human rights


Lawyers Protest Cuts, Constitutional Nihilism and Libel Liberalisation – the Human Rights Roundup

6 January 2014 by

Justice-Alliance-2014-demoWelcome back to the UK Human Rights Roundup, your regular wholesome takeaway of human rights news and views.  The full list of links can be found here.  You can find previous roundups here.  Links compiled by Adam Wagner, post by Sarina Kidd. 

Welcome to 2014 and Santa has brought us the Defamation Act 2013, which aims to reduce the ‘chilling effect’ of previous libel laws . But as we enter 2014, not all is new. The Conservative Party continues to complain about European human rights. They seek to challenge the ECtHR ban on prison life sentences. How to deal with this? With hundreds of years of imprisonment instead. Meanwhile, today criminal lawyers will refuse to appear at court in order to protest against legal aid and criminal barrister fee cuts.


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UK Human Rights Blog 2013 in review

31 December 2013 by

Happy new year UKHRBWhat a year! As the UK Human Rights Blog approaches 2,000 posts and three million hits since its launch in March 2010, below is a link to a summary of the year in stats. No great surprises as to the most popular posts, which track the most controversial issues in human rights.

The main thing to report is that the blog remains extremely popular, with almost 1.2 million hits in 2013 alone, as well as tens of thousands of regular readers and subscribers. Thank you to the contribution of all of our bloggers, both from 1 Crown Office Row (particularly the indefatigable Rosalind English and David Hart QC) and elsewhere, to our wonderful rounder uppers (Daniel Isenberg, Sarina Kidd and Celia Rooney) and to our fantastic commenters who keep us on our toes all over social media.

This year has been the toughest yet for me in keeping the blog ticking along at the pace you are all used to (I have another full time job – being a barrister), but thankfully I have just about managed it. Unfortunately, this has meant I haven’t been able to post as much as I like but I continue to be very proud of the blog’s achievements and influence.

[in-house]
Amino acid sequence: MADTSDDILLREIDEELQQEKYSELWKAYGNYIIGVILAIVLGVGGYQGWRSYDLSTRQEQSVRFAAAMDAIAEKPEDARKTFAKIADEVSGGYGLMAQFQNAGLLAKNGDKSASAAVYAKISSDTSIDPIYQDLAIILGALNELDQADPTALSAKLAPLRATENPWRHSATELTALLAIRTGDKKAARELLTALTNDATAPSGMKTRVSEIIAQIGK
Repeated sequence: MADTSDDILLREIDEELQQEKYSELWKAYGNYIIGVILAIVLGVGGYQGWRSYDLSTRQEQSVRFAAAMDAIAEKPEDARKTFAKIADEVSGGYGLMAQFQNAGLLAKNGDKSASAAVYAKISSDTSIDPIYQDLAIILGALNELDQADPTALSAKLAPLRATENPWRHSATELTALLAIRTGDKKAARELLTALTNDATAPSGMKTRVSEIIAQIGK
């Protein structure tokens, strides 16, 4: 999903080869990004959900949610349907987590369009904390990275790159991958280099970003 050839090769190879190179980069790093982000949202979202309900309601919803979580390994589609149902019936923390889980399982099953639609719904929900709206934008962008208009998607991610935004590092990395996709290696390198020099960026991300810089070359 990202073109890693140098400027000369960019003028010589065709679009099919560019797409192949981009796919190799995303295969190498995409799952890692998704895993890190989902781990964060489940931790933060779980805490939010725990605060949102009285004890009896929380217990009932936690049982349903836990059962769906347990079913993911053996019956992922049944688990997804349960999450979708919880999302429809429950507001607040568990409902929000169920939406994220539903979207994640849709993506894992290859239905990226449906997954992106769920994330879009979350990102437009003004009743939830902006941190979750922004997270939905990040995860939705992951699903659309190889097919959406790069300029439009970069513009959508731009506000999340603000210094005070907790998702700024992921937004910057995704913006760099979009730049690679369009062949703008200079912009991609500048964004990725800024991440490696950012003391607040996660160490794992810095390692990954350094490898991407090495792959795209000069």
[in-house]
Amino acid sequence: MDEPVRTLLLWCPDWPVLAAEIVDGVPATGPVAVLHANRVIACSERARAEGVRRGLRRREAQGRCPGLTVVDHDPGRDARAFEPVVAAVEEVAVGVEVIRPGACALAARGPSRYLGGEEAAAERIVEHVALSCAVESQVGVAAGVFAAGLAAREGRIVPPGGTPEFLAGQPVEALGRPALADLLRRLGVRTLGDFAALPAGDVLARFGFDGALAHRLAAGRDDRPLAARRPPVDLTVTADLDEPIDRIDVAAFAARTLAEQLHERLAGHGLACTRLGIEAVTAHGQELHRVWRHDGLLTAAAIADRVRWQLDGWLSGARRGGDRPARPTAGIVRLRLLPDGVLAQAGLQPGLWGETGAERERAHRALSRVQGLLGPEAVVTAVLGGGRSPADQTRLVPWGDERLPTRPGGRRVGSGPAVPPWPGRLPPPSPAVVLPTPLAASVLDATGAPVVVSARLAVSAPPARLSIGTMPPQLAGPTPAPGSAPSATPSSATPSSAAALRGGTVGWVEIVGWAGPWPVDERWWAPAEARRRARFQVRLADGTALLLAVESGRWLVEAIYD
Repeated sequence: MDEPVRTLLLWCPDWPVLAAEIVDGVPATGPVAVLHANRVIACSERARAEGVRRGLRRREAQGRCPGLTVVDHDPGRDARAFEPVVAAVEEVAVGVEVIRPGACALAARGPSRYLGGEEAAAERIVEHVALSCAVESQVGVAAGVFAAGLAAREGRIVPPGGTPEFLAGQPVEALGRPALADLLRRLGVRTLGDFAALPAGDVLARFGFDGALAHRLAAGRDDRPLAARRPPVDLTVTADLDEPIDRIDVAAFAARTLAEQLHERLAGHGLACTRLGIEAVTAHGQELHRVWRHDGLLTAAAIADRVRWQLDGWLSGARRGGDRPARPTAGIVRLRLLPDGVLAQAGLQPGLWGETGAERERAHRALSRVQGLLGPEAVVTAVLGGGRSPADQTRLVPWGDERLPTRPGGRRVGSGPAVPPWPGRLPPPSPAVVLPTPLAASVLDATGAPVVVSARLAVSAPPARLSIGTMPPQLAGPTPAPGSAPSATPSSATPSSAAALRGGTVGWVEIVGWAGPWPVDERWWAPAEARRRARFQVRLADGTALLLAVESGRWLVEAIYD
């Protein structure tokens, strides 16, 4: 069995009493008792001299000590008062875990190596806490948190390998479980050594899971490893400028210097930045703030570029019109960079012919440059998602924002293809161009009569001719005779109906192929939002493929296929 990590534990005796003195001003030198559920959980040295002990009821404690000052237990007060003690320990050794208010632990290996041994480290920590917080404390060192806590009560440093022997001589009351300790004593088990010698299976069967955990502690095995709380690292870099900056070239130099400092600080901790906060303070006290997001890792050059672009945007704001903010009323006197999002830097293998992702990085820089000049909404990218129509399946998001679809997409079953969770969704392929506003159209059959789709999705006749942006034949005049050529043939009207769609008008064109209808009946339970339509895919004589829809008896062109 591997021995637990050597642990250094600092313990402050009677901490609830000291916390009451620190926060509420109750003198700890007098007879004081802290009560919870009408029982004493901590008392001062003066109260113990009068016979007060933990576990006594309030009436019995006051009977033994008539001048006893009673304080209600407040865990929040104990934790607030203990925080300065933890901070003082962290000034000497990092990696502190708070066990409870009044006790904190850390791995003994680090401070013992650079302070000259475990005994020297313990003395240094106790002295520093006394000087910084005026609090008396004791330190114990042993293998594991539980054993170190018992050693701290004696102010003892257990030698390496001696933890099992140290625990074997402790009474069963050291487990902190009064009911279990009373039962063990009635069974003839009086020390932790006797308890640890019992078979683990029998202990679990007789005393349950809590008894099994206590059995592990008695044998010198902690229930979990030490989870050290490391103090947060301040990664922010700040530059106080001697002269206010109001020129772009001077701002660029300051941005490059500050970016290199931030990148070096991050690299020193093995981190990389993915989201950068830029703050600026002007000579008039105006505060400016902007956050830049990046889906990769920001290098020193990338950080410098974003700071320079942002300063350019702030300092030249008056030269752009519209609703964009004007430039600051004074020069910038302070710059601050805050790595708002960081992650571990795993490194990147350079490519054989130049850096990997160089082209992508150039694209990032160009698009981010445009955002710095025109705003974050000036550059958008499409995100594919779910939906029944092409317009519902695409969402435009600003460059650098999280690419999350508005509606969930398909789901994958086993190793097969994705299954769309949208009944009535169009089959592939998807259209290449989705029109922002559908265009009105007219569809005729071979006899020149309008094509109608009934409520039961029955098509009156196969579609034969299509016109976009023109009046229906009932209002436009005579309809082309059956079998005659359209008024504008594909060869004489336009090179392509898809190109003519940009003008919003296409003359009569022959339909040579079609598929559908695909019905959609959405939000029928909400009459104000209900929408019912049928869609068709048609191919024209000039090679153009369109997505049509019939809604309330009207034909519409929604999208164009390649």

In light of the Conservative Party’s impending plans for human rights reform (which, as was pointed out by Neil Crowther on Twitter, looked to be tracking Dominic Raab’s 2010 blueprint and 2012 bill pretty closely), 2014 is likely to be another interesting year. As always, thanks to our still rather shiny Human Rights Act, there will be plenty of fascinating decisions from our courts too.

All the best and happy new year to all.

Click here to see the complete end of year report.

Times on the legal naughty step for bizarre ‘right to marry’ headline splash

29 December 2013 by

photoThe debate over the European Union’s Charter of Fundamental Rights is already mired with misunderstanding (see this and this), but amazingly Saturday’s Times (£) managed to up the stupid-quotient by another few notches.

The headline was “Ministers to block ‘right to marry’ in EU backlash“. Apparently the Government has “vowed to block a fresh push to introduce new EU human rights, such as the right to marry and the right to collective bargaining, into Britain“. And as the Times’ political editor Francis Elliot (not to be confused with the generally sound legal correspondent Frances Gibb) reported:

The charter enshrines a host of rights not found in other declarations, including personal, work and family relations. One of them is a proposed “right to marry and found a family”.

The only problem is that… the right to “marry and found a family” already exists in the European Convention on Human Rights. It’s in Article 12. It has been there since the UK signed up to the ECHR in 1953. Here it is:

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Caesareans, Transparency, Torture and Prisoner Votes – the Human Rights Roundup

23 December 2013 by

HRRWelcome back to the UK Human Rights Roundup, your regular raging winter storm of human rights news and views.  The full list of links can be found here.  You can find previous roundups here.  Links compiled by Adam Wagner, post by Sarina Kidd. 

The Government received an unwelcome early christmas present this week, with the Joint Parliamentary Committee reporting that a blanket ban on prisoner enfranchisement had no rational basis. Meanwhile, Britain’s potentially unlawful treatment of detainees with regard to rendition and torture are coming to light with the Gibson Inquiry, and a senior judge has announced that perhaps, after the ‘forced Caesarean’ escalation, there needs to be more transparency in the family courts and Court of Protection.